The Rise and Fall of Brig. Gen. James L. Kiernan

Major James Lawlor Kiernan’s swift rise from major to brigadier general in August 1863 was just as remarkable as when Elon J. Farnsworth, George A. Custer, and Wesley Merritt were famously promoted from captains to brigadier generals on the eve of the Battle of Gettysburg. Kiernan was 25 years old at the time of his promotion, only two years older than the “Boy General” George A. Custer, and equally as daring. The three cavalry officers were promoted on the recommendation of Major General Alfred Pleasonton, while Kiernan was recommended for promotion by Major General Ulysses S. Grant and twenty-five other officers. Kiernan fell as quickly as he rose; he died poor and forgotten only six years after earning his star from President Abraham Lincoln.

James Kiernan, the son of a British Navy surgeon, was born on October 26, 1837, in the Irish town of Mountbellew. He was a descendant of Major Daniel Houghton (on his mother’s side), a British army officer and explorer who died while on his way to Timbuktu.

Not much is known about his youth, but he studied at Trinity College in Dublin. After graduation, he migrated to the United States and enrolled in the New York University Academy of Medicine. Dr. Valentine Mott, a well-known surgeon and university professor, said Kiernan was his favorite student. He graduated from the academy on March 4, 1857, at the age of 19. After obtaining his medical degree, he practiced medicine and served as co-editor of the weekly journal The New Medical Press. A gifted orator, he gave the valedictory address on the anniversary of the founding of his alma mater on February 25, 1861.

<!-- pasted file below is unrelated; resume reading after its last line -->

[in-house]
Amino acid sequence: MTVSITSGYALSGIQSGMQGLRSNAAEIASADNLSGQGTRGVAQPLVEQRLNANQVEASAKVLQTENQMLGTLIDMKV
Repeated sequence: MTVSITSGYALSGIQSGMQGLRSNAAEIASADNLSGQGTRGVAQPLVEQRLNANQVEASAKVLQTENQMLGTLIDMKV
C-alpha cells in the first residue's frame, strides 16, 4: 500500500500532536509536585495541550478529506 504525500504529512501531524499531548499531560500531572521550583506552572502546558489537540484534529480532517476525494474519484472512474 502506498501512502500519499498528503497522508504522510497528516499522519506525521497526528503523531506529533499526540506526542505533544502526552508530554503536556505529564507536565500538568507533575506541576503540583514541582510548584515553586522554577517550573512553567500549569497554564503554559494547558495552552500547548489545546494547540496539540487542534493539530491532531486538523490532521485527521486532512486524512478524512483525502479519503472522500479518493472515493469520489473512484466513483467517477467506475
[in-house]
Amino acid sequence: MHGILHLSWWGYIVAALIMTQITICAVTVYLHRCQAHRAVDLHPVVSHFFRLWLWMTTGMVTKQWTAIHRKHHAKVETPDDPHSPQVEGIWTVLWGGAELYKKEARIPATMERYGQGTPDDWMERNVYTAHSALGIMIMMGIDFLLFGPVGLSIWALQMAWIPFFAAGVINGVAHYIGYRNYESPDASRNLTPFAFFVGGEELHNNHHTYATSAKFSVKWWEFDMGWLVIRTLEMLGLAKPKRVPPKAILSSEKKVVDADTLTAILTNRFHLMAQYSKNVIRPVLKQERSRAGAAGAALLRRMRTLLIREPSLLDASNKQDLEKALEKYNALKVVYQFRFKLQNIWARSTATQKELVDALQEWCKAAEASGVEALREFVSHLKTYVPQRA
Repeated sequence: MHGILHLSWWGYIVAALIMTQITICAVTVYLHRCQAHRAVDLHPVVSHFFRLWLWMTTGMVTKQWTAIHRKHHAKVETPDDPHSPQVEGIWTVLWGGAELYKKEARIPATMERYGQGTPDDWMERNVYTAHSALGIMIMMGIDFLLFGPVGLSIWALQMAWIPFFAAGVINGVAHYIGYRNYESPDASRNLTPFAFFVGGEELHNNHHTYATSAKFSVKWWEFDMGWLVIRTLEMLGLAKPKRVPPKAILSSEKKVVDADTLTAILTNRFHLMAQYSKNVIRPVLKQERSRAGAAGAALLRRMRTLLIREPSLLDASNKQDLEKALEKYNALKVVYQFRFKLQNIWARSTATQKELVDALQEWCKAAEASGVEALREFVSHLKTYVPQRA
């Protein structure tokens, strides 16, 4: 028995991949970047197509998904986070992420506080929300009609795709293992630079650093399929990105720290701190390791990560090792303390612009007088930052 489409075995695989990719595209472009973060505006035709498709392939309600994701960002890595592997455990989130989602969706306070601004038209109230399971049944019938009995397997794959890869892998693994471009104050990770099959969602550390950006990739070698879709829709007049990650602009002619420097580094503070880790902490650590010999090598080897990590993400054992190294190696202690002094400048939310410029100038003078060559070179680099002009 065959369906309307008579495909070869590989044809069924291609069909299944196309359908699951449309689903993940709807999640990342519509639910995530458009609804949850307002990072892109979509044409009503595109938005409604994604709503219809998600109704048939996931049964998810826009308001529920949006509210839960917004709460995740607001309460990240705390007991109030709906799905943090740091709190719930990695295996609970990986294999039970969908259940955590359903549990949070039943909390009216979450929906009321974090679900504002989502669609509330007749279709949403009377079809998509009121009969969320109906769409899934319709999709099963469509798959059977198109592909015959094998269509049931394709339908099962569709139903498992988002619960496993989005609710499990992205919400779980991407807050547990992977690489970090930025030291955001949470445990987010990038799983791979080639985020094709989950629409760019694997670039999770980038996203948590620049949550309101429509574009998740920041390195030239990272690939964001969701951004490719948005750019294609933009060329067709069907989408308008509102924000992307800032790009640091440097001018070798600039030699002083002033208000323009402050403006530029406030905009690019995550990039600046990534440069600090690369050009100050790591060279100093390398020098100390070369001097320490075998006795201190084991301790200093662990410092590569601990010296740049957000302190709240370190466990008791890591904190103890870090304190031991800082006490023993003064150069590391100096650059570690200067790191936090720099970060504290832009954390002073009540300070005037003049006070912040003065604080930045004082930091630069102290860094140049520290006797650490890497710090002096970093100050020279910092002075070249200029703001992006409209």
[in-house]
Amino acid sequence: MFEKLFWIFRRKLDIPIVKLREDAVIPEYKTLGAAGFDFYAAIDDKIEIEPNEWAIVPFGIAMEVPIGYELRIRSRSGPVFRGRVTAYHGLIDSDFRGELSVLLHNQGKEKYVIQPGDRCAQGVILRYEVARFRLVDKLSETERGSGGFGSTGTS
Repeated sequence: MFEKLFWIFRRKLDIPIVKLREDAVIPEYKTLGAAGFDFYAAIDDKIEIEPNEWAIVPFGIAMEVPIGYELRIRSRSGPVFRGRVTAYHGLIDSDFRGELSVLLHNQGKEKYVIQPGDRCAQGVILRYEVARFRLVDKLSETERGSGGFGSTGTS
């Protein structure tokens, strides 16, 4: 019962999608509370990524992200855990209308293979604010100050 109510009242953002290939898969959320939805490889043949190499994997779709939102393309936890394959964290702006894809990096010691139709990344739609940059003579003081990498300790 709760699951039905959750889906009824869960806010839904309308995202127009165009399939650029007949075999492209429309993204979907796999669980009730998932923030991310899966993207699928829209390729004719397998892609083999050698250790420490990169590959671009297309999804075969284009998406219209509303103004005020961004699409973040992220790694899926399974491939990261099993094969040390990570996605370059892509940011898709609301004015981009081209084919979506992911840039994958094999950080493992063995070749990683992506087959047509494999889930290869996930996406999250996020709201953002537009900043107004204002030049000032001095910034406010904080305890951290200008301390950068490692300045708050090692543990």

When civil war broke out in April 1861, Kiernan volunteered as an assistant surgeon with Colonel Michael Corcoran’s 69th New York and saw service at the Battle of Bull Run. After the regiment was mustered out, he traveled west and served for a short time on the staff of Major General John C. Frémont until the Pathfinder was relieved of his command. Kiernan was commissioned a surgeon with the rank of major in Colonel Clark Wright’s 6th Missouri Cavalry in early March 1862. He saw action during the Pea Ridge Campaign and was wounded in the right leg above the ankle by a Confederate musket ball.

Kiernan returned to his regiment after his recovery in time to take part in Grant’s Vicksburg Campaign, and fought his second, and last, battle in April 1863. During a skirmish outside of Port Gibson, Mississippi, Kiernan was shot in the left shoulder and chest, the second bullet piercing his left lung. The severely wounded surgeon was carried to the city’s hotel by his fellow troopers but fell into enemy hands when Wright’s men abandoned the city. His wounds were treated by a sympathetic Confederate surgeon and he was offered parole, but he refused it.

The dashing Kiernan after his escape (Library of Congress).